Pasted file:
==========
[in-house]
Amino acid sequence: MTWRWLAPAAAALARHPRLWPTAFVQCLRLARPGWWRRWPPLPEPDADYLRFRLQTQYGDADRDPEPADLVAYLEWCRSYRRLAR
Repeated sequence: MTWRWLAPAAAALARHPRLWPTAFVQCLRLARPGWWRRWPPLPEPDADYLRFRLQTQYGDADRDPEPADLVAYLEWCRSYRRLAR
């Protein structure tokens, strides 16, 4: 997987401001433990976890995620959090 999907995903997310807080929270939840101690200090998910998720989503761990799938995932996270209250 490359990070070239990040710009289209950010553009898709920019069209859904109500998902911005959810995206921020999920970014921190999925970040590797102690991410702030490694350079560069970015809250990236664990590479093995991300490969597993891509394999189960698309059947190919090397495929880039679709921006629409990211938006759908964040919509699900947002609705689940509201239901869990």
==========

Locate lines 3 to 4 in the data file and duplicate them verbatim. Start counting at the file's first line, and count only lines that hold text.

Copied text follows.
Repeated sequence: MTWRWLAPAAAALARHPRLWPTAFVQCLRLARPGWWRRWPPLPEPDADYLRFRLQTQYGDADRDPEPADLVAYLEWCRSYRRLAR
């Protein structure tokens, strides 16, 4: 997987401001433990976890995620959090 999907995903997310807080929270939840101690200090998910998720989503761990799938995932996270209250 490359990070070239990040710009289209950010553009898709920019069209859904109500998902911005959810995206921020999920970014921190999925970040590797102690991410702030490694350079560069970015809250990236664990590479093995991300490969597993891509394999189960698309059947190919090397495929880039679709921006629409990211938006759908964040919509699900947002609705689940509201239901869990």